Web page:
A case of mistaken identity lands Slevin into the middle of a war being plotted by two of the city's most rival crime bosses: The Rabbi and The Boss. Slevin is under constant surveillance by relentless Detective Brikowski as well as the infamous assassin Goodkat and finds himself having to hatch his own ingenious plot to get them before they get him.
When a colossal tectonic shift causes the sea level to start rising, a microbiologist gathers the DNA of as many species as she can, while the military creates an "ark" in a desperate attempt to preserve life on Earth.
Nicole broke up with Matt months ago and is now engaged to someone else. He's very good-looking and has no trouble finding other lovers, but that doesn't help because he's still obsessed with wanting her back. Then he gets the inspiration that swearing off sex for Lent (all forms of sexual activity, even kissing or masturbation) will give him the perspective he needs. So of course a few days later he meets a woman and they fall in love. Now Matt sees his vow as a personal matter, and won't even tell her about it, but his friends think otherwise, and now the complications begin...Written by
In the opening sequence, the microphone is reflected in Nicole's sunglasses. See more »
Everything was going great until you had to... I stopped having sex, I'm totally falling for Erica, and I'm finally over Nicole
You really think you're over her?
Fuck yeah! Bitch.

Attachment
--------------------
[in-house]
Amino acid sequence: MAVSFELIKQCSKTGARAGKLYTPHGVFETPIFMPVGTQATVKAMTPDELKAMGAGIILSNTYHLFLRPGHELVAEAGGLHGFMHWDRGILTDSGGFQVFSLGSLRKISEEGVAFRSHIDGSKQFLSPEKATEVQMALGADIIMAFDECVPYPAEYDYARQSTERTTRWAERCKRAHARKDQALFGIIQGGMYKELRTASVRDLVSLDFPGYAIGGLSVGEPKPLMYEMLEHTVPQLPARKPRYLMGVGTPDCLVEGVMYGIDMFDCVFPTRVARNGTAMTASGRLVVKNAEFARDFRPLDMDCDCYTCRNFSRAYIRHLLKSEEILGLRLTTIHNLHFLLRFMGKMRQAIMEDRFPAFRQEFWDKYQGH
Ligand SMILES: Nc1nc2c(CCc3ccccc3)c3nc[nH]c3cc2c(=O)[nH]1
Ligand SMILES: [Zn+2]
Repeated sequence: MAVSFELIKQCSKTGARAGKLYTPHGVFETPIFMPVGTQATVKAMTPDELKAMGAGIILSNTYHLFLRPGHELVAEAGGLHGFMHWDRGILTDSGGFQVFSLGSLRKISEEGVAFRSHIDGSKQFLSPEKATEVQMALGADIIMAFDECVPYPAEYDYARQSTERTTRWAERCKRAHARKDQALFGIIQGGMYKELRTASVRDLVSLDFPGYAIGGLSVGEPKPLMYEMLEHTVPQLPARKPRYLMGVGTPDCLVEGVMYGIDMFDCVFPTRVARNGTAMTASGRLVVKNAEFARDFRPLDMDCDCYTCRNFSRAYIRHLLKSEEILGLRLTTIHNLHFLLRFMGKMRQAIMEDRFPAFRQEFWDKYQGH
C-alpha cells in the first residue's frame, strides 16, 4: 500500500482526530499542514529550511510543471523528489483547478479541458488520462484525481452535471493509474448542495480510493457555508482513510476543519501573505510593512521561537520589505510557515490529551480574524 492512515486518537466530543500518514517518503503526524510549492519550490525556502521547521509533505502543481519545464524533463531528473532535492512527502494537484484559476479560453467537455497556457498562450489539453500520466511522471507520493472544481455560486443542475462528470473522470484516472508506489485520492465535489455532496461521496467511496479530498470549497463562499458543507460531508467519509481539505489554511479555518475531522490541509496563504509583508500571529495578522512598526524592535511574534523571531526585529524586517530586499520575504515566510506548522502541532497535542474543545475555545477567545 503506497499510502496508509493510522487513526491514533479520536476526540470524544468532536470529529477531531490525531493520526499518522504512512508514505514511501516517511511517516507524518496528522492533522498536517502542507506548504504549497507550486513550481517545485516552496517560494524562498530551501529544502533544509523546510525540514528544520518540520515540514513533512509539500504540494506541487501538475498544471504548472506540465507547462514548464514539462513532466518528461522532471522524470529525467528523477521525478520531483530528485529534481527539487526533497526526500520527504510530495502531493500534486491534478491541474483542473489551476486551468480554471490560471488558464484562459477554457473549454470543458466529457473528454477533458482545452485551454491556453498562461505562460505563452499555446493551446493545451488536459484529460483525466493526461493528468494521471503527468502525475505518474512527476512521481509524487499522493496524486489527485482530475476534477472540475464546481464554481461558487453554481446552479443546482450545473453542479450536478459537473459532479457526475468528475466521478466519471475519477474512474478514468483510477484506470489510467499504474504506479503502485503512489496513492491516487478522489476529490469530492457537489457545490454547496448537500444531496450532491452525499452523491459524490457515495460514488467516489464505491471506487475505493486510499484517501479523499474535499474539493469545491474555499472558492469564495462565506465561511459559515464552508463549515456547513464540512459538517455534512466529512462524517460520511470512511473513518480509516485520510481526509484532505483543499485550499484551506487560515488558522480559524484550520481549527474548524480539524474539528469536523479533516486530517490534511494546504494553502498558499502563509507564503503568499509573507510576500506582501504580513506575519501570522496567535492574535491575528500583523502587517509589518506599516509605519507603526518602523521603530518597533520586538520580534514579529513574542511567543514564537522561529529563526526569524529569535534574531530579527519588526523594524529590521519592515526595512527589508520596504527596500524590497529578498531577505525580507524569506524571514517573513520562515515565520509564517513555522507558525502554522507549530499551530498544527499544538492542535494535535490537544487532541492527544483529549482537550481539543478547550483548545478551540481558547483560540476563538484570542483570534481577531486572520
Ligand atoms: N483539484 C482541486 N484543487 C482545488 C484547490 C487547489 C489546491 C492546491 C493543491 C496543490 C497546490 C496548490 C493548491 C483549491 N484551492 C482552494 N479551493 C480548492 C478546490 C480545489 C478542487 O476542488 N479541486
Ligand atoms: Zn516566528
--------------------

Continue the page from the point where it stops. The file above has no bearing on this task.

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Someone who wants to have sex but is somehow thwarted; now THAT'S funny ... well, potentially funny. Someone who wants NOT to have sex but is somehow coerced into doing so; that's NOT funny.
-Actually, very frequently it IS funny, but under conditions that don't hold here. The man who simply wants to read a book or work on his woodcarving but has an insatiable spouse; that can be amusing. The man who for obscure "because it's in the script, that's why" reasons gives up sex for Lent well, whatever. If the film wants to ignore this tepid premise and tell jokes about, say, badminton, that could work. But the sex that's been renounced is something we never hear the end of. It's like listening to someone say, "No thanks, I don't want any sugar in my coffee," six hundred and fifty times.
How long is this guy doing without, anyway? Forty days; a little over a month. Please. Most of us spend, give or take, the first five THOUSAND days of our lives without sex (and it's only so few if you accept the film's extended definition). How hard can it be?
Not a single player in the story has a brain, and the central character is in addition one of the wettest schmendricks ever to be pushed forward as a romantic lead.
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